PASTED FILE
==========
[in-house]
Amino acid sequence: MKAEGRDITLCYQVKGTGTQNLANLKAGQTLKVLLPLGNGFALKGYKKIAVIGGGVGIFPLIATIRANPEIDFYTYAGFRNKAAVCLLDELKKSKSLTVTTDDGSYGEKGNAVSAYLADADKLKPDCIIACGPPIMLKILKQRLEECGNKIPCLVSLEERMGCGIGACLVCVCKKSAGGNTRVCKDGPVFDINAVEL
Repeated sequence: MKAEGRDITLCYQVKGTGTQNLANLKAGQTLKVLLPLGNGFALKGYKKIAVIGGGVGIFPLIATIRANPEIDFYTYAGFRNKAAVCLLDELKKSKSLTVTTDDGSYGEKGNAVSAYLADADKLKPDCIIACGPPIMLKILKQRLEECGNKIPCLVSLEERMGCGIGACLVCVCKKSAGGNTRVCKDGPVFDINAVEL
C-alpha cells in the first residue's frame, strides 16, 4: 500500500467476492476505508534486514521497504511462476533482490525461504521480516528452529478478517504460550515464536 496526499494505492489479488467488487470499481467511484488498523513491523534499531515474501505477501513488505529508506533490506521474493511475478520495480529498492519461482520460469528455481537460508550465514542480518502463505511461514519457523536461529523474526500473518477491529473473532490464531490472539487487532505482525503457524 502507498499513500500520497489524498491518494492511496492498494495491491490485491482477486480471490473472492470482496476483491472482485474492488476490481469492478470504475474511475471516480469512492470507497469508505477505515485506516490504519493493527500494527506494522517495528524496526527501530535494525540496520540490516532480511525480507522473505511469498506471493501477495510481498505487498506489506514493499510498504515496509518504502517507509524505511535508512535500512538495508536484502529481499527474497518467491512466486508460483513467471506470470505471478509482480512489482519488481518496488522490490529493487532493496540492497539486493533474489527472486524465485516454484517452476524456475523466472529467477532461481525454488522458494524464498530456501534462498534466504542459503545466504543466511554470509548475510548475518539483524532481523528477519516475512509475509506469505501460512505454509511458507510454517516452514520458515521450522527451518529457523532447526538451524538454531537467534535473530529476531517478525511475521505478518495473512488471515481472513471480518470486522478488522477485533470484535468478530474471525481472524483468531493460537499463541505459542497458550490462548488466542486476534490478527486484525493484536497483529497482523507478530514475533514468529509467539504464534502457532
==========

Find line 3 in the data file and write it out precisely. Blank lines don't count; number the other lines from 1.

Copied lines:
Repeated sequence: MKAEGRDITLCYQVKGTGTQNLANLKAGQTLKVLLPLGNGFALKGYKKIAVIGGGVGIFPLIATIRANPEIDFYTYAGFRNKAAVCLLDELKKSKSLTVTTDDGSYGEKGNAVSAYLADADKLKPDCIIACGPPIMLKILKQRLEECGNKIPCLVSLEERMGCGIGACLVCVCKKSAGGNTRVCKDGPVFDINAVEL